By Saima Ali
On Monday, 29 February 2016, at 0430 hours in the morning the Anaconda once again struck with all its might to swallow a victim of misinterpretation and rigidness of a man made law. The killer of Salman Taseer, Malik Mumtaz Qadri was executed at Adiala Jail, Rawalpindi. Mumtaz, a former police commando, assassinated Taseer in Islamabad’s Kohsar Market on January 4, 2011.
Governor Taseer was killed in the mistaken belief strongly held by Qadri that he had in some way committed a blasphemous act by the mere consideration of the blasphemy laws being in need of overhaul. He has been supported by some, not least by lawyers who showered him with rose petals on one of his appearances for judicial remand. The calls by religious groups that those who sought the execution of Qadri should themselves be executed have found no public resonance. Indeed, outside the purlieus of extremism and rabble-rousing street action, there has been little by way of organised or sustained support for Qadri. That in itself may prove to be one of the few positives to emerge from this sad affair.
As per the Constitution, the official name of Pakistan is the “Islamic Republic of Pakistan.” Among countries with a Muslim majority, Pakistan has the strictest anti-blasphemy laws. The first purpose of those laws is to protect Islamic authority. By the constitution (Article 2), Islam is the state religion. By the constitution’s Article 31, it is the country’s duty to foster the Islamic way of life. By Article 33, it is the country’s duty to discourage parochial, racial, tribal, sectarian, and provincial prejudices among the citizens. Under Article 10A of constitution it is also the state’s duty to provide for the right of fair trial.
Blasphemy laws were first introduced in the Indian subcontinent by its British colonial rulers. Communal tensions between Hindus and Muslims before the partition of the subcontinent backed by political interests of different groups, including colonial rulers, were the main reason behind enactment of blasphemy laws.
Pakistan’s history in relation to the practice of blasphemy laws can be divided into periods before and after General Zia-ul-Haq’s era. Until the ascendency of Zia to power, most of the blasphemy cases were in line with what the founder of the country had assured the Muslims and the non-Muslims in his speech of 11 August 1947. After taking power Zia made amendments to blasphemy laws from 1980-1984 as part of his Islamization drive and five more laws relating to blasphemy were introduced to the statue book.
From 1851 to 1947, there were only seven incidents that were blasphemous in their nature. Before Zia’s coup, only eight blasphemy incidents took place in the country. During this short period of eight years (1980-88), Pakistan witnessed eight blasphemy cases reaching the court.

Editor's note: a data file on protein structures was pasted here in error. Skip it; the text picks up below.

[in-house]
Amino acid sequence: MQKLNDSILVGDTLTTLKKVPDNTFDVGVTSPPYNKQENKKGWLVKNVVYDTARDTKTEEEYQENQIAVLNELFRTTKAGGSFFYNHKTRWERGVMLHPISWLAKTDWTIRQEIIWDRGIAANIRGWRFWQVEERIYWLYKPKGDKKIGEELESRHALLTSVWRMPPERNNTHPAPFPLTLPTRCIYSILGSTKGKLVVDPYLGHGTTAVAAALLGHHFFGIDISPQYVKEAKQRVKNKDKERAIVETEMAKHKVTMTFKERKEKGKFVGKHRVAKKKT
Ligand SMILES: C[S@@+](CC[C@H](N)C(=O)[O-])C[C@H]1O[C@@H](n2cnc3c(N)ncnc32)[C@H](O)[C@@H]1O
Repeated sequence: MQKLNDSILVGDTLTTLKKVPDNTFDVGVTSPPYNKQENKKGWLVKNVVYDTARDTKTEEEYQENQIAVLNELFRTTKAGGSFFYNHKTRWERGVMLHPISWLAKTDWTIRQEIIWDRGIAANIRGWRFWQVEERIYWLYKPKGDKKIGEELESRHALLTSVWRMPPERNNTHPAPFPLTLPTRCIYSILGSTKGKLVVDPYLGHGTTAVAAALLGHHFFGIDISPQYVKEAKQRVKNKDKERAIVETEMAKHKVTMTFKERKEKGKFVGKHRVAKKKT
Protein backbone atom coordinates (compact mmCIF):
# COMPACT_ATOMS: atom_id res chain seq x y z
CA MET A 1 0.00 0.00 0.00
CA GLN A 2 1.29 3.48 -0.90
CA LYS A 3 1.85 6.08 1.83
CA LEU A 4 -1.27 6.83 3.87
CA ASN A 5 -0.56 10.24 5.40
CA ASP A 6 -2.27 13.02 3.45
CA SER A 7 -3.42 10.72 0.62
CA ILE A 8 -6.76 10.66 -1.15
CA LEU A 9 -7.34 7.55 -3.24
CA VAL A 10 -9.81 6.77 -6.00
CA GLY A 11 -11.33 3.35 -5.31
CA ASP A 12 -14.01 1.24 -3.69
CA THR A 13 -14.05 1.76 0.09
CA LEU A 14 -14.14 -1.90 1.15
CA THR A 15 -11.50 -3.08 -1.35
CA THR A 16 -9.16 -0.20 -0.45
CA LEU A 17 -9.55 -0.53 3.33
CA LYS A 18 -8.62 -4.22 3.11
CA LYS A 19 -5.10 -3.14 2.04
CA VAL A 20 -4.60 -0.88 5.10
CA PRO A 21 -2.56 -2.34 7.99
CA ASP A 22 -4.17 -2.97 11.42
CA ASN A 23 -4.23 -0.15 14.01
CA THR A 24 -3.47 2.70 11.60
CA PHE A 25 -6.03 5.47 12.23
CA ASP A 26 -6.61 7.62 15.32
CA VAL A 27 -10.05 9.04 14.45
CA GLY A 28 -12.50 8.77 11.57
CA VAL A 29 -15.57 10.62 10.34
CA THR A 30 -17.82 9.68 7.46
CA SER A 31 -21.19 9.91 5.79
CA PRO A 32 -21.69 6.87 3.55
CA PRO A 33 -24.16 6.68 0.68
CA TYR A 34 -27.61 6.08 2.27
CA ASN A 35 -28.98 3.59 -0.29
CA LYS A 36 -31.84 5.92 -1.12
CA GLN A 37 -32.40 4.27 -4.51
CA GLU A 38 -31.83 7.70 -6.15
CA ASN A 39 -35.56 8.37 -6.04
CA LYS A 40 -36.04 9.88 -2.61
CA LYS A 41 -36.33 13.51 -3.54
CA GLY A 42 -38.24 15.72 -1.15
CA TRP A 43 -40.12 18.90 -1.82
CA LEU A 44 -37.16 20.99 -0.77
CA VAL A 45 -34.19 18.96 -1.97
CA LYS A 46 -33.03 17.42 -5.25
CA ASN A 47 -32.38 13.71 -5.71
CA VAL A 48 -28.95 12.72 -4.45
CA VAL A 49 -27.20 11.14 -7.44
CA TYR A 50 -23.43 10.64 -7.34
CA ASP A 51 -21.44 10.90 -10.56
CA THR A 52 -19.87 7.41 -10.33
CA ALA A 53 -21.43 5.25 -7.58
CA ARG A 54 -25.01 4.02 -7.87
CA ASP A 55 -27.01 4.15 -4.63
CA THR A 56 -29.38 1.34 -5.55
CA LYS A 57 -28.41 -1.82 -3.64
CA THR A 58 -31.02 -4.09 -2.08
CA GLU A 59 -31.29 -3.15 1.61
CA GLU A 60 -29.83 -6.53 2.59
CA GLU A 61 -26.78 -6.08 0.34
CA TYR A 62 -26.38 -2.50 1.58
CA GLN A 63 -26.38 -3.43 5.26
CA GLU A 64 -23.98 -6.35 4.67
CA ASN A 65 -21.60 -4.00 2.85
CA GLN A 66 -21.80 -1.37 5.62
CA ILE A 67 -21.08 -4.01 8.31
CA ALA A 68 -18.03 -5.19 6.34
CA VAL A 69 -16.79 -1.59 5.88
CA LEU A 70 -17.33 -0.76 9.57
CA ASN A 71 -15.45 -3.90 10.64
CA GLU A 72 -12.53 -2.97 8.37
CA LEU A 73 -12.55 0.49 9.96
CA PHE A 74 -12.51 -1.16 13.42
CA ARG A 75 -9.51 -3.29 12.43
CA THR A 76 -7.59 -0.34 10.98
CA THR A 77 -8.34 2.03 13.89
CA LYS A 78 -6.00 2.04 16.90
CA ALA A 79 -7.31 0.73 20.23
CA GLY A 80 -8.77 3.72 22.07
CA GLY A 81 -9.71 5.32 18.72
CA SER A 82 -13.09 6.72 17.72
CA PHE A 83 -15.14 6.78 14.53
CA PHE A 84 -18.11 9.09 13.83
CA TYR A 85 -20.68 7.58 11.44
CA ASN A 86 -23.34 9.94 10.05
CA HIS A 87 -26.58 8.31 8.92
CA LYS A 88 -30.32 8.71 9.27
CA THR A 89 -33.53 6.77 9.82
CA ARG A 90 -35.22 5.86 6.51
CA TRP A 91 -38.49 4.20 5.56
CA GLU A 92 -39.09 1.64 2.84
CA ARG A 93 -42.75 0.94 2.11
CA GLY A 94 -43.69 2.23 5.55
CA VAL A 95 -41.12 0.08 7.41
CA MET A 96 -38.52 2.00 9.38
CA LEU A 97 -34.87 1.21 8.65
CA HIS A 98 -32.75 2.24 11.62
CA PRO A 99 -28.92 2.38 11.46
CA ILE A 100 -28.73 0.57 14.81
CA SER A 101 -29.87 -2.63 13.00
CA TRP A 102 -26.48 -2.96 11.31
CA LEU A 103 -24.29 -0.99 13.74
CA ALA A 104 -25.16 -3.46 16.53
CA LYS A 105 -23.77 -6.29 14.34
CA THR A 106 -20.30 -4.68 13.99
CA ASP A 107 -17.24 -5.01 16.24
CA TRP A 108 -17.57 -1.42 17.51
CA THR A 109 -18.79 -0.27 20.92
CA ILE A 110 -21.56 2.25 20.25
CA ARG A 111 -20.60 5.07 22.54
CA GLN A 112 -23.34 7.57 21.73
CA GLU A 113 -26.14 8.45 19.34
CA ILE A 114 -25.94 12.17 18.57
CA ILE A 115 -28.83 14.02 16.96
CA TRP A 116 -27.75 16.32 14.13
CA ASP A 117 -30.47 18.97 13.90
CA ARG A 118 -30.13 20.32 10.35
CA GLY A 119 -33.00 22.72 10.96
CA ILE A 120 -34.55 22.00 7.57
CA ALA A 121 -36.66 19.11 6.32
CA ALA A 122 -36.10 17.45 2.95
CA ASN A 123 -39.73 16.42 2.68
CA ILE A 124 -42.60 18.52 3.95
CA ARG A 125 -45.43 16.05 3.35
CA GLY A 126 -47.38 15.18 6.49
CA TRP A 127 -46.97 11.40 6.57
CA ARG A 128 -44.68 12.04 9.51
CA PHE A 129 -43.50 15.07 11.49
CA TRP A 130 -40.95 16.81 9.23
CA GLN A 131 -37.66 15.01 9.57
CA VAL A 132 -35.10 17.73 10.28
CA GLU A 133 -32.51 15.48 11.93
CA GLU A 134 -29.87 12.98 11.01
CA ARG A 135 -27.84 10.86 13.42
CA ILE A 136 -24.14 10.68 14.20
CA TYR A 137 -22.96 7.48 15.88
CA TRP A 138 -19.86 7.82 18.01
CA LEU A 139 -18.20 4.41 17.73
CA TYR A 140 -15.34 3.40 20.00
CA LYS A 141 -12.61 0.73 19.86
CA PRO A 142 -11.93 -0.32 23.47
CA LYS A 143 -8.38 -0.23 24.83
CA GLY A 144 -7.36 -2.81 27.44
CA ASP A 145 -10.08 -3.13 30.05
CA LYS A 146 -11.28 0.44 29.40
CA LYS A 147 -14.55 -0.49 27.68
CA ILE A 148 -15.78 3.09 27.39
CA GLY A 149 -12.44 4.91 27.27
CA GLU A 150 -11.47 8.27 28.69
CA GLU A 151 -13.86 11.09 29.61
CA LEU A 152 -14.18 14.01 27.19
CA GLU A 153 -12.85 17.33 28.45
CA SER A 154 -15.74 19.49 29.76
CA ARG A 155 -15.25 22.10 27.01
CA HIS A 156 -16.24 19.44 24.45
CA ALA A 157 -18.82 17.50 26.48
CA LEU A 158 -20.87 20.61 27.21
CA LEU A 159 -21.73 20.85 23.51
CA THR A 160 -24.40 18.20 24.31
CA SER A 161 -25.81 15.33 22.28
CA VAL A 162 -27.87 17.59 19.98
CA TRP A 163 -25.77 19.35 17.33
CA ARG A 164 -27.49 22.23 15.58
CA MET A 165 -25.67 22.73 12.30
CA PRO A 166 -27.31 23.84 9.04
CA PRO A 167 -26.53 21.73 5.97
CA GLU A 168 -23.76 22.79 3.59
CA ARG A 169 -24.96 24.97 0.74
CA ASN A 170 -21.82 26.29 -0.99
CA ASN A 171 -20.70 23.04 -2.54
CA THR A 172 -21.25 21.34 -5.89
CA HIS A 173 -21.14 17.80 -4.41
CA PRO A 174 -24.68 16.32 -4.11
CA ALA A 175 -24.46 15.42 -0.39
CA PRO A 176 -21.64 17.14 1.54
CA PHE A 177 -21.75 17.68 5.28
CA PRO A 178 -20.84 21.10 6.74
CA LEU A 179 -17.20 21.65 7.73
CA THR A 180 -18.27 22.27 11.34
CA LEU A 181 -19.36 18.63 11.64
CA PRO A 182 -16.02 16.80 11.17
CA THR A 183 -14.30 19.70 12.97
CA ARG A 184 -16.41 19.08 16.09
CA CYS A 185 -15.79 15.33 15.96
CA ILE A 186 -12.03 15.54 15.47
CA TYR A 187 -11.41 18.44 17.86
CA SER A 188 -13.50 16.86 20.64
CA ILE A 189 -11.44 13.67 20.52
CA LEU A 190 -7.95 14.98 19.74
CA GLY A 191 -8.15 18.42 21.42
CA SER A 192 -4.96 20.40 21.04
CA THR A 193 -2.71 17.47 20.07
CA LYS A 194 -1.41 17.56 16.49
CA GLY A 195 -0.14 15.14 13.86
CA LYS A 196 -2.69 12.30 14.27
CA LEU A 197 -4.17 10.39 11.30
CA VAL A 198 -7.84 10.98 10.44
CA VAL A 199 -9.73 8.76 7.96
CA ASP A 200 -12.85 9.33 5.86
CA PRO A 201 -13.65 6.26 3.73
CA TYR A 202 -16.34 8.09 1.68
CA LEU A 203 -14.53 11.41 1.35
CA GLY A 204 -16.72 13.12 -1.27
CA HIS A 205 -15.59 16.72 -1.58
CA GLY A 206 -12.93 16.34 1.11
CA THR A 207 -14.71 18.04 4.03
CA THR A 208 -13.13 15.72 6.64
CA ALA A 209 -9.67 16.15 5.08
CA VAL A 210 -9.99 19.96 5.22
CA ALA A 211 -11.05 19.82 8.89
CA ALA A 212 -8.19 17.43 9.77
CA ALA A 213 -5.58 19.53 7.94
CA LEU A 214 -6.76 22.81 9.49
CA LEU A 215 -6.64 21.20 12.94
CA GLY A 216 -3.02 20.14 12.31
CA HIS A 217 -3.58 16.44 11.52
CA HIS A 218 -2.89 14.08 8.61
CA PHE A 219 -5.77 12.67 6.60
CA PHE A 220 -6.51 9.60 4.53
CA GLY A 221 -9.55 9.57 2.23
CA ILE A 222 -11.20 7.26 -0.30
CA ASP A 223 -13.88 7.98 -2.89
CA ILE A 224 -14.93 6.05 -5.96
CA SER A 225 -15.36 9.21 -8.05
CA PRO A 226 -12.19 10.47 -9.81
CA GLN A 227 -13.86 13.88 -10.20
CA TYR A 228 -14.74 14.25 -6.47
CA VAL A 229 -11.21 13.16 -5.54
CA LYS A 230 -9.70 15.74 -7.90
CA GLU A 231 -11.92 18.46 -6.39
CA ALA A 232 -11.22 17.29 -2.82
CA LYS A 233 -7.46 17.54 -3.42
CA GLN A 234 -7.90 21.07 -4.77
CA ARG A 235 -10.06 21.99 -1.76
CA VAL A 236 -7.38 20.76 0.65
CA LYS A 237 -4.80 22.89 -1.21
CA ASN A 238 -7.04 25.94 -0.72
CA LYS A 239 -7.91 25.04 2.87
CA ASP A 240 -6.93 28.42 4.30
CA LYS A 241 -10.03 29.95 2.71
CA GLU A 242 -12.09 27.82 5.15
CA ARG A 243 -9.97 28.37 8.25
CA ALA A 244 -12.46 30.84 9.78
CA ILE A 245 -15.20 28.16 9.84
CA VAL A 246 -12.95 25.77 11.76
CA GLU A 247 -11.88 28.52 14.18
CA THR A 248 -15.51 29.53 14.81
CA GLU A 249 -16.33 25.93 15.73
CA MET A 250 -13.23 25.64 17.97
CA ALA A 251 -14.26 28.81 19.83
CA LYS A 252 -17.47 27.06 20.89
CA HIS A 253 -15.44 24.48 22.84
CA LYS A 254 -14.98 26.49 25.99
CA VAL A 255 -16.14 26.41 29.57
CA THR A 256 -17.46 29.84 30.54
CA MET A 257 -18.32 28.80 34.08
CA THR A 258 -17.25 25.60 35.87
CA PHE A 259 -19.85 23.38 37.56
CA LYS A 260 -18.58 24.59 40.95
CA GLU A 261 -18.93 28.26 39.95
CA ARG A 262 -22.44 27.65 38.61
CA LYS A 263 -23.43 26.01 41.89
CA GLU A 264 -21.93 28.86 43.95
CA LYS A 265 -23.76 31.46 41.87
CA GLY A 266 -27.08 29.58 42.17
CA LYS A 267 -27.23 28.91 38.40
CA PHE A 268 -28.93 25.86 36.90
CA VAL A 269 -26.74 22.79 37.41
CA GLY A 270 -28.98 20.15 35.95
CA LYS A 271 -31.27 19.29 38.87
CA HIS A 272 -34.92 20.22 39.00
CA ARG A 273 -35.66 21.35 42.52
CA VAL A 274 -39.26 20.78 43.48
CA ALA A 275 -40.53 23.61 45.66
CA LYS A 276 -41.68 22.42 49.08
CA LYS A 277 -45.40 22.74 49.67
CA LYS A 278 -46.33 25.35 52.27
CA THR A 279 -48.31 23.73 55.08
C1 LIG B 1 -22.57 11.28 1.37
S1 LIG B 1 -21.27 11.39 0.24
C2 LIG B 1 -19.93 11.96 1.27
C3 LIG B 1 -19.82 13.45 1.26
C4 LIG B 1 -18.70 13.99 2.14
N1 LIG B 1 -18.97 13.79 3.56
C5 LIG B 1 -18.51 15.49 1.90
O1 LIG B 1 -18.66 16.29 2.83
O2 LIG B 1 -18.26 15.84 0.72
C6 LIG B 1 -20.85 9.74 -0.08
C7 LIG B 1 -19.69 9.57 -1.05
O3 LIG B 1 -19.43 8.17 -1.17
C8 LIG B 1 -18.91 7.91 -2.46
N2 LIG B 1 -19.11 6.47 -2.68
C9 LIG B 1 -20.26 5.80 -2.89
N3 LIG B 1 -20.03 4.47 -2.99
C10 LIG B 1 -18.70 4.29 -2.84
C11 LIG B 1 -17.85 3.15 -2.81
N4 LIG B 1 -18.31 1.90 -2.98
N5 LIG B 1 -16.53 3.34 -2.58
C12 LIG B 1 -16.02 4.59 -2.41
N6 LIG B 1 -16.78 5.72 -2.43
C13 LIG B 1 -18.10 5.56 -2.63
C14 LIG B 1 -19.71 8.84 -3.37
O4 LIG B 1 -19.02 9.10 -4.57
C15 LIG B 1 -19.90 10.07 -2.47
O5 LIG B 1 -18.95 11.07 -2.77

Pakistan’s opposition to blasphemy has caused Pakistan to be active in the international arena in promoting global limitations on freedom of religion or belief and limitations on freedom of expression. In March 2009, Pakistan presented a resolution to the United Nations Human Rights Council in Geneva which calls upon the world to formulate laws against the defamation of religion. In 2014, “The Nation”, conducted a poll of its readers that showed 68% of Pakistanis believe the blasphemy law should be repealed.
The execution of Qadri had been widely expected and social media prior to the event were a-buzz with those who supported the hanging and those who did not. Capital punishment solves nothing and has never been a deterrent, and in a country where mistakes are far from justice system, this is sufficient reason to find some verdicts at the very least doubtful. The use of capital punishment under such circumstances becomes a travesty. Although we oppose capital punishment, we equally advocate the rule of law. We disagree with the legislation that sentenced Qadri to hang, at the same time we support the fact that the government has resisted intense pressure from the religious right to grant Qadri a reprieve.
There is more to a Muslim’s identity than theological adherence and its adopting Muslim pluralism that will breed religious coexistence in Pakistan. This would in turn create a society that is democratic, humanistic and tolerant enough to abolish the capital punishment. And that is when Mumtaz Qadri will truly be eliminated.
The question still remains that the child, who lost its father and mentor, just after one year of its birth in 1947 and now a comparatively young independent country in the community of the nations of the world, can have the direction to fight its way out of the nest of anacondas and can fit in the jigsaw of the world as visualized by its founder and the forces that led to its independence?